[31 Days] Day 4 Learn

It’s Day 4 of the 31 Days in the Life of a TCK series! Welcome! You can find more info on the series here. And don’t forget to subscribe and follow the journey!

Come on, just do it and throw the ball. 
Ask them their names, ask them about the weather, about anything. 
Make some small talk. 
O wait, they don’t understand a word I’m saying. 
They don’t look like me. They’re so different from me. 
Or am I different from them?
It’s interesting how simple things can become the scariest steps out of a sudden. 
Ordinary things like playing ball with other kids can be a real adventure when you don’t speak their language and have no idea about how life works around here.

Slowly I made my first steps in the Ugandan culture. 

Playing ball with our neighbors, visiting other kids, trying to find a rhythm again.
It was like starting all over. 

I was a little child again, having to learn a new language and getting to know people. 
You quickly realize that language is so much more than new words and sounds. 
It’s a code of behavior, a stream of thoughts, a way of life.
You’re no longer on the inside and part of an established group. 

Your differences made you the outsider looking in. 
Making you want to observe and learn and belong.

The habit of observing and taking it all in is something I still practice and treasure until today.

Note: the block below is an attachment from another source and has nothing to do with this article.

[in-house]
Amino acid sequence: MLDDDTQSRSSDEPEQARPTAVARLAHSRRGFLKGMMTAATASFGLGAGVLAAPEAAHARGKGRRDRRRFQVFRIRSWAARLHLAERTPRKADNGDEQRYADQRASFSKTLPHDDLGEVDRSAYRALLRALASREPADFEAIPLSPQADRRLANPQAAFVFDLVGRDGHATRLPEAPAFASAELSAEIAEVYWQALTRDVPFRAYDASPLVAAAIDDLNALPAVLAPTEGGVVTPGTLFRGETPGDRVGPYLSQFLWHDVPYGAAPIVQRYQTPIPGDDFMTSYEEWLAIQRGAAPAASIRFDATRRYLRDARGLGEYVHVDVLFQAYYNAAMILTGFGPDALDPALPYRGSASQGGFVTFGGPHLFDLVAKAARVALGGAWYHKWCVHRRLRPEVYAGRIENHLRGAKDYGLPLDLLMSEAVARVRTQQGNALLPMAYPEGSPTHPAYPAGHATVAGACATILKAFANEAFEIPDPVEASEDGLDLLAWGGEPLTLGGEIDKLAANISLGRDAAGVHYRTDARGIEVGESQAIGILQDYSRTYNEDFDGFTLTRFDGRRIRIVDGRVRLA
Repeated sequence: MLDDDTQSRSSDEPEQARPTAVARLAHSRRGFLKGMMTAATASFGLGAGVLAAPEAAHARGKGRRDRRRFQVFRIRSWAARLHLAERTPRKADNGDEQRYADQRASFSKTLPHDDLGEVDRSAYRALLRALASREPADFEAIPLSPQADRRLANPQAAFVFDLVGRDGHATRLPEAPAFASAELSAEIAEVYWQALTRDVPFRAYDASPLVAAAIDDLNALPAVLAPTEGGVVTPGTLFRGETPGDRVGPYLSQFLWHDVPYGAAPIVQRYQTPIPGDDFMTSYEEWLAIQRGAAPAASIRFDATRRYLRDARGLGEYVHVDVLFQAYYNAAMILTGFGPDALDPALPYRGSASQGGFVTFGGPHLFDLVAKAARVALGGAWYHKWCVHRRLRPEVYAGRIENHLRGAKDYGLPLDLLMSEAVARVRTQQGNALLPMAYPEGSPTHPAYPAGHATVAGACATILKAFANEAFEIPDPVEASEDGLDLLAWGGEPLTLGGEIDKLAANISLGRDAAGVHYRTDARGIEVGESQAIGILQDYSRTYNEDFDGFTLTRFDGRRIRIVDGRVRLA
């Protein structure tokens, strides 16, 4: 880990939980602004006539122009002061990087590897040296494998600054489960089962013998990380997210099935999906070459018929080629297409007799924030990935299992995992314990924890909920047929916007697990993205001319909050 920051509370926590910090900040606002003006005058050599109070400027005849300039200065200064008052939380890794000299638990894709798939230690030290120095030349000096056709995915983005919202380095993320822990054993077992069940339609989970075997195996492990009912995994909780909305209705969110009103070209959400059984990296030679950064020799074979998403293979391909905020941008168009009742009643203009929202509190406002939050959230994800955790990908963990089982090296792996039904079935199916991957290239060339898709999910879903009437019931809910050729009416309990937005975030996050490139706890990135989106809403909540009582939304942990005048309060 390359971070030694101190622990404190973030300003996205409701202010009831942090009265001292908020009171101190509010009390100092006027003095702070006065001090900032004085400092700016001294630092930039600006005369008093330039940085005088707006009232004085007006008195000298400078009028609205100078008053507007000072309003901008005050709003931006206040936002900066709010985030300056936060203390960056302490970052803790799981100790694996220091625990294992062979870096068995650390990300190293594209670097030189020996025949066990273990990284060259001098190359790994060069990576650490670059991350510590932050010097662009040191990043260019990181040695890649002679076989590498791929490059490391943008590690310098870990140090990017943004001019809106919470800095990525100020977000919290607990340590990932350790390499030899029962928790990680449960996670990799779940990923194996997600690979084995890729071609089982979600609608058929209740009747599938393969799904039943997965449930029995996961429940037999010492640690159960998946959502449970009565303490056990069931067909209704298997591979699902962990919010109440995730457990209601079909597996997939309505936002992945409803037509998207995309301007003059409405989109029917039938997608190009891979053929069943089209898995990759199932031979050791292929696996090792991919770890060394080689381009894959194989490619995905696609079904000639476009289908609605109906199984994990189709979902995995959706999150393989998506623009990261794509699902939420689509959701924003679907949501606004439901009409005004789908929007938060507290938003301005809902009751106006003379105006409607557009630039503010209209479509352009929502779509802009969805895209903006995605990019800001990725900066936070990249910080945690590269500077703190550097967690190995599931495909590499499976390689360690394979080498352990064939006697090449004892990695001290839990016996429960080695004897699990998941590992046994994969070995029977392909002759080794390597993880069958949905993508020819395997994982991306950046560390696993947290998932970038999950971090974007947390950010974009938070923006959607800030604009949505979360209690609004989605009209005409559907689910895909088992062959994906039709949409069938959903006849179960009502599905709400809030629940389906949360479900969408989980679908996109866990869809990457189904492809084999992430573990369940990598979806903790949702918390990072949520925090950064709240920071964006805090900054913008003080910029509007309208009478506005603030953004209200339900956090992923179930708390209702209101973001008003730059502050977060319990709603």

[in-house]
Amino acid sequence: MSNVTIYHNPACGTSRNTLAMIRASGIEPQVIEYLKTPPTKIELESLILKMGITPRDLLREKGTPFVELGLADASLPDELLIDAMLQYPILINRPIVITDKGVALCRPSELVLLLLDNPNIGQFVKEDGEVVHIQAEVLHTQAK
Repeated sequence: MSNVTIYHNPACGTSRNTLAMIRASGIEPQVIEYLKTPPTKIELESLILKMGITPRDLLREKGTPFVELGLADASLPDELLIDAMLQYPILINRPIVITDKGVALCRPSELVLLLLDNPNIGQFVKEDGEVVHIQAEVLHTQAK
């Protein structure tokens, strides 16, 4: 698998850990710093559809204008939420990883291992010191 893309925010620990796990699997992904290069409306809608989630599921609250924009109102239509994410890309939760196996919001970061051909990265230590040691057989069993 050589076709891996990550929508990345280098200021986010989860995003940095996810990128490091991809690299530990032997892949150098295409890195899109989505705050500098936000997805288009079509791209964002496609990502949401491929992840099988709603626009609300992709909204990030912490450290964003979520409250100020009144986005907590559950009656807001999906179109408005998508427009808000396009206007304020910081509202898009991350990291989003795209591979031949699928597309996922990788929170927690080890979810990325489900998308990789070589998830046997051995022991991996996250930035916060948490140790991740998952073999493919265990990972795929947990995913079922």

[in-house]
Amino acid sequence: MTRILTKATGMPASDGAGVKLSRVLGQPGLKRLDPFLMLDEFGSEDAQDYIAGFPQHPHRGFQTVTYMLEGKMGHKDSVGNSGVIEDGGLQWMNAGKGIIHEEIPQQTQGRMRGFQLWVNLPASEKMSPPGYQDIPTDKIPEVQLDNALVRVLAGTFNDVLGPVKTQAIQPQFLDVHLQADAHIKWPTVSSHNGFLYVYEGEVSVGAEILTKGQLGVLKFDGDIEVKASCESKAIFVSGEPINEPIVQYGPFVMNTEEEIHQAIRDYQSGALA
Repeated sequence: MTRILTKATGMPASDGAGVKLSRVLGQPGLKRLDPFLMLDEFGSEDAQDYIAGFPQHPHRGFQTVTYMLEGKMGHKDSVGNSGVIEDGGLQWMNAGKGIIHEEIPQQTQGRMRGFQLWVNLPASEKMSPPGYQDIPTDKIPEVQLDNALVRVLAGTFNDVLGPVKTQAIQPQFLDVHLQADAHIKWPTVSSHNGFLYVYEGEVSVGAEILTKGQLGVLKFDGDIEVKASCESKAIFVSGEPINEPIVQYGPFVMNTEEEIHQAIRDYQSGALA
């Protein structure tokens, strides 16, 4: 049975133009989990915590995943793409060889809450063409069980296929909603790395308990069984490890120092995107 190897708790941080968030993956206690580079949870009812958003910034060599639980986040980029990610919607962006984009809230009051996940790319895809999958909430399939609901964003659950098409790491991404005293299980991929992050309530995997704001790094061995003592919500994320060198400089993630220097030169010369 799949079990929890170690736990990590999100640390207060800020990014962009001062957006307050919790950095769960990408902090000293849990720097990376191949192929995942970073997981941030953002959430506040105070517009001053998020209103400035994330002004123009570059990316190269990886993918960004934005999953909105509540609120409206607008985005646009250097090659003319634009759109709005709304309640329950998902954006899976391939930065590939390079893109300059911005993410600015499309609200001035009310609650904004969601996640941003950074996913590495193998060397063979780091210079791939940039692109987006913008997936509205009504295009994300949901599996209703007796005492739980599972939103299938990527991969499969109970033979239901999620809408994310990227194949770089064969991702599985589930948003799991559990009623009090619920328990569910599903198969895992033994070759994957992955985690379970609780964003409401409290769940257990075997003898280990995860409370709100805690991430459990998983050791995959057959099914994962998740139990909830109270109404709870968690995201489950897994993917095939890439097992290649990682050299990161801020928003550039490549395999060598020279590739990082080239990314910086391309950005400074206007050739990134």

And I guess many TCKs agree that we don’t just want to look in from the outside. 

We long to belong. 

And this might take a while to observe from the background, learning the codes, and tuning our lives to these new rhythms. 

Do you remember your first steps in a new country? Share them with us! 

[Five Minute Friday] New

It’s Friday, so this means there will be a “normal” Five Minute Friday post here today. Join fellow writers over at Kate‘s!
But it’s also Day 3 of the 31 Days series in the Life of a TCK, so obviously it will all go under this theme. Never heard of the series? No problem, you’re welcome to join in! Find more infos here, then subscribe to get all the posts in your inbox!

Six years after I had left Uganda I once again stepped onto African ground.
Somehow my heart had drawn me to South Africa, so I would spend a year there doing voluntary work in a township near Pretoria.
While packing, while saying goodbye, while anticipating the adventure – my heart sang: Africa, I am coming back.

I thought I knew Africa.
I thought I knew how things would be, what clothes to wear, what life to live, what people to meet.
Well, in some respect yes.
From the moment my team leader picked me up from the airport and we drove through the countryside I felt at home. Driving on the left side just seemed so much more natural to me than the right (and I still prefer it until today).

But in so many respects no.
Houses looked different, the roads had less potholes and more asphalt, and the people were different.
There were white people who called themselves African, a concept that did not fit in my picture of black-African; white- foreigner.
It took me a while to get used to the mambo jambo of the Rainbow Nation South Africa.

This would not just be another year in Africa. This was something new. 
I was no longer the missionary kid tagged along by the parents and seeing what they did.
This was me being the missionary and doing the work, including all the joys and hardships.

Different good or different bad? Definitely good. But so new and challenging.